post #34 of 38
Quote:
Originally Posted by tetonpwdrjunkie View Post

I think I'm going with Bud on this one.  Jumping is OK like I said before, but I am bothered by TDK6' advice to "scout around" for good spots to turn.  It's good to incorporate interesting terrain features into a line and fun to jump them.  It smells like turn shopping the way TDK6 expresses it.  

 

The description of lifting the knees to effect the "hop" sounds like it could be an exaggerated edge release on a flexion.  I actually almost never "directly" teach this useful skill.  I usually prefer to set my students up to do it in bumps through absorption and keeping the skis on the snow.  I believe that PSIA would call it a "guided discovery" method.  Change the DIRT on this move and you can be in the air on every turn.  IMO this is still burning too much energy for the outcome and challenges balance unnecessarily on landing.  It can also promote pressure management issues as I have mentioned in my earlier posts.
 


 


In certain snow conditions I find that letting the skis catch air is way easier both skills wise and physically where letting them stay in hte snow is a tiring consuming activity.

 

With that said when TDK6 open up his statement with "on those fat skis you cant ride the sidecut" he pretty much let you know what he thinks of skiing.

 

post #35 of 38

The bump skiing in the 2nd video really demonstrates your natural terrain skiing ability.  From what I see, almost all the turns in that video are pivot turns.  You are using a combination of terrain dictated hops for edge change that are heavily facilitated by exaggerated counter rotation of you hands as you pull your hand across your body and twist your feet in the opposite direction and then ride a flat ski (wait) until you hit the next mogul sidewall. 

 

Your natural athletic ability makes up for your lack of technical turning skills and allows you to aggressively carry some speed down the run.  When you gain to much speed, you tend to hang in the turn across the fall line to dump speed.  I do like the fact that you're willing to "go for it" and commit yourself to the zipperline for several turns.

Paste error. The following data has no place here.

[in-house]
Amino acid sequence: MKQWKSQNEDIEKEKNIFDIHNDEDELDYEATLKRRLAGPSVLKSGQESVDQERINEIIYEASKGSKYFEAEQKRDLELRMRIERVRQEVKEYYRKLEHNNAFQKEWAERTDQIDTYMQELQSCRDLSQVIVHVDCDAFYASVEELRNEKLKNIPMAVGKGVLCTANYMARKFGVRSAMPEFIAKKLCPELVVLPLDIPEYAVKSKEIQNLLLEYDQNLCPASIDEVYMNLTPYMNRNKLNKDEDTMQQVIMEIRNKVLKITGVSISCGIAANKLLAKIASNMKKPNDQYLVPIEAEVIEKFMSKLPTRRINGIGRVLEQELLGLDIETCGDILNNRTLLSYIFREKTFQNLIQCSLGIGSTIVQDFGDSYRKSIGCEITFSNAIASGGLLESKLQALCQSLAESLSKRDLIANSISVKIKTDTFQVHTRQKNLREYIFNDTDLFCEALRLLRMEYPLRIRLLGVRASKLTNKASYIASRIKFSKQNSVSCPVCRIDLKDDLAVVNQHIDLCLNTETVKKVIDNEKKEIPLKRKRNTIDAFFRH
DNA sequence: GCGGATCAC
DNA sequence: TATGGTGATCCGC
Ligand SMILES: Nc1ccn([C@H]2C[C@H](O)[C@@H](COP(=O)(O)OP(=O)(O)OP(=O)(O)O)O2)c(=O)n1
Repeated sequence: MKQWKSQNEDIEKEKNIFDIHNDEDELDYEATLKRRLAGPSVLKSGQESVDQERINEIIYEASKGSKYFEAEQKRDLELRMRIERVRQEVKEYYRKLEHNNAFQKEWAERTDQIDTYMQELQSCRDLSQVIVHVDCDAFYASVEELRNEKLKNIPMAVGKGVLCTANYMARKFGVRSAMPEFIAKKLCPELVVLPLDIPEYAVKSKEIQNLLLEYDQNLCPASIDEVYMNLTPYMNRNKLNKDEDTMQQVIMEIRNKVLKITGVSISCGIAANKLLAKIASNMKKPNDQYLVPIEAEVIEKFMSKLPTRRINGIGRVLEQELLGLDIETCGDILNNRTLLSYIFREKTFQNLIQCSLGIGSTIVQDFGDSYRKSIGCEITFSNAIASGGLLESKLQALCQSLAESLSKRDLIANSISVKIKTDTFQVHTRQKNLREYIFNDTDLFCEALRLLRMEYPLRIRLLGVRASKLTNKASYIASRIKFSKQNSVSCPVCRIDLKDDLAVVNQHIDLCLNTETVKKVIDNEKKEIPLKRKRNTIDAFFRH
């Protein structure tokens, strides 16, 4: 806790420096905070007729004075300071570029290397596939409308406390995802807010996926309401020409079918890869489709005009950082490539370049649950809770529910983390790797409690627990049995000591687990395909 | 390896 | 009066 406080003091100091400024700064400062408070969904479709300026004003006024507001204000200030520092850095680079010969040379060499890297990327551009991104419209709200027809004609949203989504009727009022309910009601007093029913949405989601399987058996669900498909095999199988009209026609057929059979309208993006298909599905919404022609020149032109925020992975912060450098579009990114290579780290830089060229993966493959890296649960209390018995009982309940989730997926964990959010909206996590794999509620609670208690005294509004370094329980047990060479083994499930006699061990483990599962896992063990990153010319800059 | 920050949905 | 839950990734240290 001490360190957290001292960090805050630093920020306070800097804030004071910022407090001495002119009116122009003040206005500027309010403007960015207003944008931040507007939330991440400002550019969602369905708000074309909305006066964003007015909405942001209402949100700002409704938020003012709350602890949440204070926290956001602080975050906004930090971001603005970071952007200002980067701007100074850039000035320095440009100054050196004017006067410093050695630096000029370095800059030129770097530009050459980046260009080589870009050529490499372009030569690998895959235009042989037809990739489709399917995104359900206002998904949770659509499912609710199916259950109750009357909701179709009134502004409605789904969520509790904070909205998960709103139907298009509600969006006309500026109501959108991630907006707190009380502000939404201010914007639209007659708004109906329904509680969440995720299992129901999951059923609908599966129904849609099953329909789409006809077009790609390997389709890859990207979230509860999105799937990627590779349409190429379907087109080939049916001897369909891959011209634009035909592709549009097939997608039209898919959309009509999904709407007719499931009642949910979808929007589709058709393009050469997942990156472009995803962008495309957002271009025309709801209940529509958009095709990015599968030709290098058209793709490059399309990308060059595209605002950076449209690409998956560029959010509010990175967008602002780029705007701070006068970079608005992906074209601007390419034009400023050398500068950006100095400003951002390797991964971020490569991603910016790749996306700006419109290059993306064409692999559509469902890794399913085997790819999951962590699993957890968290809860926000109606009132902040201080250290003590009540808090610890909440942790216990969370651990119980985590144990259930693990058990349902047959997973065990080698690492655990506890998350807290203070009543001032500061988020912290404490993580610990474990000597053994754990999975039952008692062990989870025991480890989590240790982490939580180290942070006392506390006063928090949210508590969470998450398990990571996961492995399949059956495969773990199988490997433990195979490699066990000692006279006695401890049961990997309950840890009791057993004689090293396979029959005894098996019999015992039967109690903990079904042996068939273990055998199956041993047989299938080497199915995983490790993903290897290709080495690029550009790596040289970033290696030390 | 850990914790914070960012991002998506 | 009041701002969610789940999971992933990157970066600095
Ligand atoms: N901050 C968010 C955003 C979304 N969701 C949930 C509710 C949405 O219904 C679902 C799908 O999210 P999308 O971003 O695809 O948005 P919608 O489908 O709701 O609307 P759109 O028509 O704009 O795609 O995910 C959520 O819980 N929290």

Basically you need to work on your technical quick carved turns on the groomed and re-invent your short swing turns.  I think this would be the quickest way for you to lose the bad habits you are consistently depending on to make you short turns in natural terrain. 

 

I'd suggest you review these 2 threads for insights if you're serious about improving your short turns and what you can do with them in natural terrain.

 

http://www.epicski.com/forum/thread/89620/bumps-and-line-selection-ski-bumps-like-a-pro

 

http://www.epicski.com/forum/thread/89364/nail-s-qct-s-quick-carved-turns

post #36 of 38
Quote:
Originally Posted by BushwackerinPA View Post


In certain snow conditions I find that letting the skis catch air is way easier both skills wise and physically where letting them stay in hte snow is a tiring consuming activity.

 

With that said when TDK6 open up his statement with "on those fat skis you cant ride the sidecut" he pretty much let you know what he thinks of skiing.

 


I was only making an observation that he had little help of his skis built in turn radius. Looked like carved turns but were not.

post #37 of 38


Quote:

Originally Posted by Nailbender View Post

The bump skiing in the 2nd video really demonstrates your natural terrain skiing ability.  From what I see, almost all the turns in that video are pivot turns.  You are using a combination of terrain dictated hops for edge change that are heavily facilitated by exaggerated counter rotation of you hands as you pull your hand across your body and twist your feet in the opposite direction and then ride a flat ski (wait) until you hit the next mogul sidewall. 

 

Yes, Nail is right. More round turns with more flexing and extending involved. Ski more over the bumps. Practise on your short turns outside the bumps. Keep the movements in your legs. The threads Nail suggested for reading holds lots of useful information on this part.

post #38 of 38

say what?

Quote:
Originally Posted by tdk6 View Post
 Thats why Im always scouting for good spots to initiate my jump. I also jump straight up in the direction where the trees grow. I dont want to jump downhill. I also dont want to make a very big direction change, pivot, in the air. Just enough to land on new edges and sink my skiis into the snow with determination and conviction. Its really nothing more different than keeping your skis on the ground. Its actually the exact same thing except with more refined unweighting skills.